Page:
Updated Oct 2, 2013 - 12:36 pm
Shutdown closes some immigration courts in Arizona
PHOENIX -- Many immigration courts, including those handling deportations in Arizona, were closed Tuesday as a result of the government shutdown.
Although court functions that support immigrants who are in custody remained open, immigration courts in Phoenix and Tucson were closed. This means immigrants who are not detained and had deportation hearings scheduled on Oct. 1 or the days following will not have to show up for court.
"People who had hearings set for today, some of them were likely set three, four, five years ago," said immigration attorney Margarita Silva.
Silva believes the government shutdown will cause immigration courts' backlogs to extend even further in Arizona.
"Immigration courts have been trying to clear their dockets for years now," she said.
According to Silva, that's one reason why courts have shifted to a system to prioritize criminal cases; people who are repeat border crossers and not necessarily those simply illegally in the U.S.
"This is certainly going to set back the whole system." she said.
The reason why these courts are affected by the government shutdown is because they are funded by the Department of Justice. Other immigration services have not been affected, especially those offices processing visas and passports. Those offices are mainly funded mostly by user fees.
"When you apply for a green card, when you apply for citizenship, those are the fees that generate that office and so they are still open," Silva said.
Although immigration offices under the Department of Homeland Security, which process visas and citizenship requests, are still open, some services are not available, according to the agency's website. U.S. Citizenship and Immigration Services informed customers via their site if an office is closed, USCIS will reschedule all appointments once they are able to resume operations.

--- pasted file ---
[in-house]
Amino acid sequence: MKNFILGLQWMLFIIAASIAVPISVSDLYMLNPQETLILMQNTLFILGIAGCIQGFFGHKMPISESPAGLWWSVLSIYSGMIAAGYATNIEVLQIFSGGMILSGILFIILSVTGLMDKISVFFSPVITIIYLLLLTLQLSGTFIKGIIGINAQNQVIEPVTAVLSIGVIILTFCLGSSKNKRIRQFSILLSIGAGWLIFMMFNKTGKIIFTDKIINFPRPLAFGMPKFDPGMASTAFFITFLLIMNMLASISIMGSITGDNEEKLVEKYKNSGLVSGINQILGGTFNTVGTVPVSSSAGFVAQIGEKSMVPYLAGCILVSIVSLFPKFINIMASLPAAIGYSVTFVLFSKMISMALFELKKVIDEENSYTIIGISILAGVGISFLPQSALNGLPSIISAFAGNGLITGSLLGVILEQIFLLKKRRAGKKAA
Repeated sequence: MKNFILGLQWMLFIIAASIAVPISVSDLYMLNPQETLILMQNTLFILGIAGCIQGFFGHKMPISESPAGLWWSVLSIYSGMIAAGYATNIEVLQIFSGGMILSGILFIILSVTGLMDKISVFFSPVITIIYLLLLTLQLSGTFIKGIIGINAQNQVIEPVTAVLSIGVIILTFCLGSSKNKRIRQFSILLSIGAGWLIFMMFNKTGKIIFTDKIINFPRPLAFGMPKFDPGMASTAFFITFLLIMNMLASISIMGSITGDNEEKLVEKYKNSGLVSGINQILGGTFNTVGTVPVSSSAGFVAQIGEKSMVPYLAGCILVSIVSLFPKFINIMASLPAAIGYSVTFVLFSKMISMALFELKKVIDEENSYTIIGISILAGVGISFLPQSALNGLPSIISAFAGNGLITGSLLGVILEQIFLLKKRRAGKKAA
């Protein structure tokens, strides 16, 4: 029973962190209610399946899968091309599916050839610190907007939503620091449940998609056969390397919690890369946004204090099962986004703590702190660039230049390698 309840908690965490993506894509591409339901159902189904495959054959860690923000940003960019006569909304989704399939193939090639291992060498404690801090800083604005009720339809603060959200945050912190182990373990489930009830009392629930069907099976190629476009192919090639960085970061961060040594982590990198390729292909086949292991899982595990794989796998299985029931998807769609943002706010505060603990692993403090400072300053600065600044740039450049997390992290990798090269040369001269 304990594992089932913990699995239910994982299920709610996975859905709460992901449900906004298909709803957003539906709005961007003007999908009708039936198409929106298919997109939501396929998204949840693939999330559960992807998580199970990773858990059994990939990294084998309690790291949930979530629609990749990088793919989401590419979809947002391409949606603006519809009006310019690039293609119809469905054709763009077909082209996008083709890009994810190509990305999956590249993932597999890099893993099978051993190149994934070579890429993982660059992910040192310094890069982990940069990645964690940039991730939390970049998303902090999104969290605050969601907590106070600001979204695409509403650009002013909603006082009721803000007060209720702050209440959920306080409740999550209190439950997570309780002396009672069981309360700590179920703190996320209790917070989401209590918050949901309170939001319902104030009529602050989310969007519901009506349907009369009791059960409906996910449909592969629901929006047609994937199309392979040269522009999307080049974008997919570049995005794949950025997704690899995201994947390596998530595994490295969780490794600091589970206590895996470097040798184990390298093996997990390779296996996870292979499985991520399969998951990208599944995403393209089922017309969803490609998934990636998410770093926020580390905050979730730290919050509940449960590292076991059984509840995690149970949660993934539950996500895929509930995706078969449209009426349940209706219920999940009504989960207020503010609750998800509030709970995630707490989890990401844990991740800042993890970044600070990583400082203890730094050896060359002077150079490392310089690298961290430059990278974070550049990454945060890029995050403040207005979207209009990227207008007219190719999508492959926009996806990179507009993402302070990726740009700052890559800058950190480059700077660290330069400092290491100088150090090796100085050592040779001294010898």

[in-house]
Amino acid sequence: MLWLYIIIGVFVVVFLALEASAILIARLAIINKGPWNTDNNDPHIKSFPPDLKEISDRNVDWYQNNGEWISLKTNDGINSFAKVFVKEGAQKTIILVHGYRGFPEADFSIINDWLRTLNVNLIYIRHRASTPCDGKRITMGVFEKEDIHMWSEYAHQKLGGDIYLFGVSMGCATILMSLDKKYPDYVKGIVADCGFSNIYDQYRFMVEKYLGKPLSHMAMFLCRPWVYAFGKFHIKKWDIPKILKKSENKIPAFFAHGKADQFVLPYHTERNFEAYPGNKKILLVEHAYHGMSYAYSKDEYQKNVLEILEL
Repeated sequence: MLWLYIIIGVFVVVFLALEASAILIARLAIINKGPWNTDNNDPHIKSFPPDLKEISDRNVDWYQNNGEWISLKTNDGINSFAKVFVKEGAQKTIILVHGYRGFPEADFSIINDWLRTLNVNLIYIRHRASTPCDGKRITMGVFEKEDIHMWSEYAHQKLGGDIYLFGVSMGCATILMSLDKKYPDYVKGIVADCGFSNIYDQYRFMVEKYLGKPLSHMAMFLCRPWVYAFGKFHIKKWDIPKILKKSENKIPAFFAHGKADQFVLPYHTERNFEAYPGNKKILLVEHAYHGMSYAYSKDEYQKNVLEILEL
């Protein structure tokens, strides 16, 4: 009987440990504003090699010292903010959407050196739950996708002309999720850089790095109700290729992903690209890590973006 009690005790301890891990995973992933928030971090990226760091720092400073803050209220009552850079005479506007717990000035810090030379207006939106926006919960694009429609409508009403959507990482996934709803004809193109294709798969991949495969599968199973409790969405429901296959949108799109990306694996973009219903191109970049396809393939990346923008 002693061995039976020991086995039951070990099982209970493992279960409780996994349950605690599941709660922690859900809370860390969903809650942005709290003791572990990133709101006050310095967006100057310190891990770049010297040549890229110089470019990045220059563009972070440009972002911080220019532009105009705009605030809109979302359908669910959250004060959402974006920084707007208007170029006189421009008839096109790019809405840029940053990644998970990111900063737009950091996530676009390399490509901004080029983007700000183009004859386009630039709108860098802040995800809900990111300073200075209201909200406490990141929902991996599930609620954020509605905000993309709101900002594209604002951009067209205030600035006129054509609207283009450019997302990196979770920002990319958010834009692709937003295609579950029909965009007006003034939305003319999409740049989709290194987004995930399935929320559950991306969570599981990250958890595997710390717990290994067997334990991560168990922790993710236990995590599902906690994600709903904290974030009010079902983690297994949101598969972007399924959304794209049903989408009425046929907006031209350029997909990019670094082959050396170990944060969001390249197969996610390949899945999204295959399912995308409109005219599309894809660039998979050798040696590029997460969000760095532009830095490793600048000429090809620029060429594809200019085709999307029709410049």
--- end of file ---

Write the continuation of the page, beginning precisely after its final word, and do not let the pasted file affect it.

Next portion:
U.S. consulates and embassies around the world are still open, for now. That means Arizonans awaiting interviews or appointments at such offices for immigration purposes can still expect to have their cases processed. However, it's unclear for how long those offices will stay open.
Silva has clients with appointments scheduled this week at the U.S. Consulate in Ciudad Juarez, Mexico. Although citizenship services were offered in that office Tuesday, she worried it won't be for long.
"At least for a couple of weeks, but if this shutdown goes longer than that I expect, at some point, even regular visitors' visas and other types of visas will not be processed."
For immigrants looking to begin their immigration journey and start filing documents, Silva believed the shutdown shouldn't keep them from doing so. The problem is for people already in the process who are scheduled to leave the country to continue processing their immigrant status visas.
"I'm going to probably suggest to those people, 'Don't go at this time,'" she said. "Let's postpone it until we can see when the funding is going to come back."
Silva recommended anyone worried about their immigration case to start by searching the status of their case on any immigration office that is still active. Those who already have hearings or appointments scheduled should contact the immigration office before heading out in case those are closed.
Martha Maurer, News Editor